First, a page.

I examine the impact of long-term partisan loyalties on perceptions of specific political figures and events. In contrast to the notion of partisanship as a simple “running tally” of political assessments, I show that party identification is a pervasive dynamic force shaping citizens' perceptions of, and reactions to, the political world. My analysis employs panel data to isolate the impact of partisan bias in the context of a Bayesian model of opinion change; I also present more straightforward evidence of contrasts in Democrats' and Republicans' perceptions of “objective” politically relevant events. I conclude that partisan bias in political perceptions plays a crucial role in perpetuating and reinforcing sharp differences in opinion between Democrats and Republicans. This conclusion handsomely validates the emphasis placed by the authors of The American Voter on “the role of enduring partisan commitments in shaping attitudes toward political objects.”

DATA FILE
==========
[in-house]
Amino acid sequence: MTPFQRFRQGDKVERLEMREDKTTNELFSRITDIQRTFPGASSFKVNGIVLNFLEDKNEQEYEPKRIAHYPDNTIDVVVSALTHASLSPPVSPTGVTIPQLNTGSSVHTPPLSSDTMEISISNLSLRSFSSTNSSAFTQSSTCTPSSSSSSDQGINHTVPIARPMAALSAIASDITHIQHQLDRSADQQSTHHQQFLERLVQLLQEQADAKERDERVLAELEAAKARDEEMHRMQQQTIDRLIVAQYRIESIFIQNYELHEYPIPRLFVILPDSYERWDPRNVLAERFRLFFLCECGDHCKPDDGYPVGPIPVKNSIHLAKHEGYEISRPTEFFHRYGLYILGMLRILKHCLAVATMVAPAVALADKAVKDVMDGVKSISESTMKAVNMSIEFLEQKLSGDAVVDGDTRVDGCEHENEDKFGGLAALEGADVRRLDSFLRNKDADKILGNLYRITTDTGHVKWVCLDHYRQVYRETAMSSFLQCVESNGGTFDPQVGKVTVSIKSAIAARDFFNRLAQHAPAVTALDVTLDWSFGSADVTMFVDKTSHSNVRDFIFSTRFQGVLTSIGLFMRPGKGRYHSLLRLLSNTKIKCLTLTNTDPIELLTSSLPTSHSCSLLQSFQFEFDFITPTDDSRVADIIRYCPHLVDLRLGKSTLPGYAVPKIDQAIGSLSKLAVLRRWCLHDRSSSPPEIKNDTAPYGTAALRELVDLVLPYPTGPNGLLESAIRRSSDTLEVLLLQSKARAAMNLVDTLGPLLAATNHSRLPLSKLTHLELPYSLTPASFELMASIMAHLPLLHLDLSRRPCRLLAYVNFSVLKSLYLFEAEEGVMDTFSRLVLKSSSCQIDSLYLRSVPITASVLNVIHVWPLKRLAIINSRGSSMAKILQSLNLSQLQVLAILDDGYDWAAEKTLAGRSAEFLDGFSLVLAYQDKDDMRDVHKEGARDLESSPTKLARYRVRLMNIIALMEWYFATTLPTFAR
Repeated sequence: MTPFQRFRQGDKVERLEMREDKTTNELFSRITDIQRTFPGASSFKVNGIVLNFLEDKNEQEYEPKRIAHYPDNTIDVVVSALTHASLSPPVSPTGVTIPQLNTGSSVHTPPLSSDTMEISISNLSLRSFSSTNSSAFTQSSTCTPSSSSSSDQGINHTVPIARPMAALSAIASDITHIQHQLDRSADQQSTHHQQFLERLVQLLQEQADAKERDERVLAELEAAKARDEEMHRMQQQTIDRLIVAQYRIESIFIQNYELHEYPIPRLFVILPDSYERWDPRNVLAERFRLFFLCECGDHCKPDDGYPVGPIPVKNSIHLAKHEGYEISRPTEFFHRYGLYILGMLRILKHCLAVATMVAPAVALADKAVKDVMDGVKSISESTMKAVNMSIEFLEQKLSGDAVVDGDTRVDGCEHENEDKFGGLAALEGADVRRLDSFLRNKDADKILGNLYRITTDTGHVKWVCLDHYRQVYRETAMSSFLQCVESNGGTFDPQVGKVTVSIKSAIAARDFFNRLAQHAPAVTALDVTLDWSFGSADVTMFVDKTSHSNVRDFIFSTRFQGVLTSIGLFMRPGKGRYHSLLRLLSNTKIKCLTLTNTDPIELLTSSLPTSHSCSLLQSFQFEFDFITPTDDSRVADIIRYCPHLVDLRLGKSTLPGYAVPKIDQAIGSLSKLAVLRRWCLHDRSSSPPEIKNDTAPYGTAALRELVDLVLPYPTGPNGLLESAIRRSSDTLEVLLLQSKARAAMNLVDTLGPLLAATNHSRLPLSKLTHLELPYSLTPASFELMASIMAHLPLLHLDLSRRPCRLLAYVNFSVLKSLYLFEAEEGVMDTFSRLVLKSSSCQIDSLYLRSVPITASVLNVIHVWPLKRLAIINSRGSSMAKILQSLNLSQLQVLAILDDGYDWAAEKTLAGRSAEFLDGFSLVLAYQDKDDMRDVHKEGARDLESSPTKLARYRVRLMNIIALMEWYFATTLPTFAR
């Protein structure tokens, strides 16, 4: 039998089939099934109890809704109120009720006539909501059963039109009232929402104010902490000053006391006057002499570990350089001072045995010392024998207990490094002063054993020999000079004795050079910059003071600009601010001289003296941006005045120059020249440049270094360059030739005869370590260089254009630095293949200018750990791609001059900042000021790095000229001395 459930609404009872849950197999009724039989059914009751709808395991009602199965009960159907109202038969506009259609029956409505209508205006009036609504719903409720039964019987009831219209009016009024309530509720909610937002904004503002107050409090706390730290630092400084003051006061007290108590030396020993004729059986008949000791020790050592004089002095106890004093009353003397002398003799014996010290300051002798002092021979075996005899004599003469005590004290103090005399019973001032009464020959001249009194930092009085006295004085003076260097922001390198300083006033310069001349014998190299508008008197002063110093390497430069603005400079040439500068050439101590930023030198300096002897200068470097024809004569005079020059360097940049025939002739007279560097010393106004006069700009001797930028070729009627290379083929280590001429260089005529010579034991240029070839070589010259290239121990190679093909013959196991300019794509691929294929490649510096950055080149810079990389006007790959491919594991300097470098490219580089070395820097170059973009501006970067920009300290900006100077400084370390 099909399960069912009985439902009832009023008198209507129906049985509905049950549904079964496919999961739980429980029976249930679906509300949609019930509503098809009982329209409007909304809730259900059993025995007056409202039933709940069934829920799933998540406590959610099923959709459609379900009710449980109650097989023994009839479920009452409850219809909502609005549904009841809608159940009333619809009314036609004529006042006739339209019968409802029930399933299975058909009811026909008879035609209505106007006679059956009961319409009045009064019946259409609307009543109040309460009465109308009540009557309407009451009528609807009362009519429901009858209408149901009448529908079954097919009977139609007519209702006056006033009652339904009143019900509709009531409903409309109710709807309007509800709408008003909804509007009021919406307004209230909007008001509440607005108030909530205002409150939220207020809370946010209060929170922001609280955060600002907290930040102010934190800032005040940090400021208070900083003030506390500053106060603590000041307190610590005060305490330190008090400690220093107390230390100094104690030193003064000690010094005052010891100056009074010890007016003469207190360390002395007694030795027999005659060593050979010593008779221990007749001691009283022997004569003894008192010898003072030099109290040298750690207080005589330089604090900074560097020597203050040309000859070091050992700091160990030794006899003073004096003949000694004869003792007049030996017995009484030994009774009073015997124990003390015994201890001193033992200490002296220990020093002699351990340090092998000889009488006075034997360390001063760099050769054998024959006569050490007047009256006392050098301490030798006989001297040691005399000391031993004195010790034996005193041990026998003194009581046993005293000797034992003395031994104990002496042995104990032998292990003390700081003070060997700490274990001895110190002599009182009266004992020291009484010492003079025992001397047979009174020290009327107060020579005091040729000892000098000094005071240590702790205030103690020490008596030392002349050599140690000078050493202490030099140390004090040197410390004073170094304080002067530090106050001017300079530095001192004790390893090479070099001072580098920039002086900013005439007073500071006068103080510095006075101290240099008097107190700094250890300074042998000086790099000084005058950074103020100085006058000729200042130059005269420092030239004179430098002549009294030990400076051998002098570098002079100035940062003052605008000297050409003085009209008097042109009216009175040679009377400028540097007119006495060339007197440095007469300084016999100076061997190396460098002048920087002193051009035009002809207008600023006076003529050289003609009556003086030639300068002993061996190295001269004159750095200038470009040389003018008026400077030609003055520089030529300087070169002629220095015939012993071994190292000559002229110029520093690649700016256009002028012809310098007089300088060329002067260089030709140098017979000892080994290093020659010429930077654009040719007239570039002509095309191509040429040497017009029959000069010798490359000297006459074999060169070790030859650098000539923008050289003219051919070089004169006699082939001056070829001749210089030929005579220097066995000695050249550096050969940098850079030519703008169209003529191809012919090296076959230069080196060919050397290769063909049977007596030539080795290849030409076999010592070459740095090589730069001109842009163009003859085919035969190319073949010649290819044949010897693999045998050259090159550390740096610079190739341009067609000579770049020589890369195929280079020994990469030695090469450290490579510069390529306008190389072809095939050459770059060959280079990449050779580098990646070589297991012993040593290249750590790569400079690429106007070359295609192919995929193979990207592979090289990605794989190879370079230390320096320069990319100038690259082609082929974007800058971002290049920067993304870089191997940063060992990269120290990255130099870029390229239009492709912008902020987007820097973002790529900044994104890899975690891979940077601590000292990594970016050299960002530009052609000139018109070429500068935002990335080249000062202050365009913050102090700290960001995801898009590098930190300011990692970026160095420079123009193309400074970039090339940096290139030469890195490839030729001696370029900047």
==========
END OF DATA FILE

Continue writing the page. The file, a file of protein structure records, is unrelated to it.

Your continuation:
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Bartels, L.M. Beyond the Running Tally: Partisan Bias in Political Perceptions. Political Behavior 24, 117–150 (2002). https://doi.org/10.1023/A:1021226224601
- party identification
- Bayesian learning
- perceptual bias